The Library of Congress > Linked Data Service > LC Genre/Form Terms (LCGFT)

Epigrams


  • Short, witty statements.

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  • Sources

    • found: Cuddon, J.A. A dictionary of literary terms and literary theory, 1998(epigram. As a rule a short, witty statement in verse or prose which may be complimentary, satiric or aphoristic)
    • found: Drury, J. The poetry dictionary, c2006(Epigram: A short, pithy comic or satirical poem. In English, an epigram is usually in rhyme and meter, but in the Greek Anthology some of the earliest epigrams are unrhymed and not necessarily comic. Even prose can be described as epigrammatic, as in Oscar Wilde's The Importance of Being Earnest. An epigram will often contain, or embody, an aphorism: a memorable remark that encapsulates an insight into some aspect of human nature or the world at large.)
    • found: Ruse, C. The Cassell dictionary of literary and language terms, 1992(Epigram: A concise and witty comments that expresses a personal opinion about a general principle, such as this one from William Blake's The marriage of heaven and hell (1790): 'Truth can never be told so as to be understood and not be believed'; A verse epigram is a short satirical poem that expresses a particular thought.)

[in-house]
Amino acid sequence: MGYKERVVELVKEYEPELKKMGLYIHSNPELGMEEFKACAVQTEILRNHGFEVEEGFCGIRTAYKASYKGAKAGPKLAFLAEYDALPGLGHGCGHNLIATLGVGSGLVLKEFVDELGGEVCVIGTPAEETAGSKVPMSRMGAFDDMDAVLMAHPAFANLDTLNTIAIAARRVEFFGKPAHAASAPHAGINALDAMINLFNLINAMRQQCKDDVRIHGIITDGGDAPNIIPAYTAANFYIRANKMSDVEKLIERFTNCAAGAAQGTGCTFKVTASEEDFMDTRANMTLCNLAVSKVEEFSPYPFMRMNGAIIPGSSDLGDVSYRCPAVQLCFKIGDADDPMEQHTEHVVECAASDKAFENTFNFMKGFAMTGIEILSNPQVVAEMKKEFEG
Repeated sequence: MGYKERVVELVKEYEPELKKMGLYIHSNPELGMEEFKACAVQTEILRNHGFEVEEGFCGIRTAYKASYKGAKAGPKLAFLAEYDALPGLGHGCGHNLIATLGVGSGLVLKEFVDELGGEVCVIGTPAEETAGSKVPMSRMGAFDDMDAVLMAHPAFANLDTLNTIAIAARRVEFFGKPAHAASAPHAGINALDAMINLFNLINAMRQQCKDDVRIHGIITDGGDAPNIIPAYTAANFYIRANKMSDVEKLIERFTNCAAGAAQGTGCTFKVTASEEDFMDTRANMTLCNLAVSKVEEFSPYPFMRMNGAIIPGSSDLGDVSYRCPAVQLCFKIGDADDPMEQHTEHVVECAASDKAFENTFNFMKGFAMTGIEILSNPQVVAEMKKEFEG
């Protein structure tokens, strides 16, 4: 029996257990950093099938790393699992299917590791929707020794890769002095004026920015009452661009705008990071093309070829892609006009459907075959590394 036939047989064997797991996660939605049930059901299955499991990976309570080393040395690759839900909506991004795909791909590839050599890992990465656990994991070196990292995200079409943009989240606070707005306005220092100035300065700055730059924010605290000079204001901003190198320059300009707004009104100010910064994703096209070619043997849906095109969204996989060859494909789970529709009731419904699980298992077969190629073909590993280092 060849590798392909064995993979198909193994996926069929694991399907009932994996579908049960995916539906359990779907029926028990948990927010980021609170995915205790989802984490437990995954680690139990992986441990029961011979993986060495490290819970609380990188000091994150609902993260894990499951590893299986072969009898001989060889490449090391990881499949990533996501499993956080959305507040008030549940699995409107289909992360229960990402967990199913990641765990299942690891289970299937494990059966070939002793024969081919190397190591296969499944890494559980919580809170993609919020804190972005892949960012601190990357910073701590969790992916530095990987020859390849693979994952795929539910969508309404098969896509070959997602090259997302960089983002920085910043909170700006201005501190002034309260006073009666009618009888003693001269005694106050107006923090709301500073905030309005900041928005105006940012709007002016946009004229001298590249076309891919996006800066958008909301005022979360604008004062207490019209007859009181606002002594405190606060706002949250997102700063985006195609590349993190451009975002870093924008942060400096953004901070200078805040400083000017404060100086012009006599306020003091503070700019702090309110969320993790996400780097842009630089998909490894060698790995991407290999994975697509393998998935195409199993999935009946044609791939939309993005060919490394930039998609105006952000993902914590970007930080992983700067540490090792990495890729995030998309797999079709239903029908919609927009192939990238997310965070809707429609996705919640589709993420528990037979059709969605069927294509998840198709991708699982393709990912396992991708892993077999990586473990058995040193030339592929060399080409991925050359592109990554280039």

• found: The new Princeton encyclopedia of poetry and poetics, 1993(Epigram: A form of writing which makes a satiric or aphoristic observation with wit, extreme condensation, and, above all, brevity. As a poetic form, the epigram generally takes the shape of a couplet or quatrain, but tone defines it better than verse-form.)
  • General Notes

    • Short, witty statements.
  • Change Notes

    • 2014-12-01: new
    • 2015-12-15: revised
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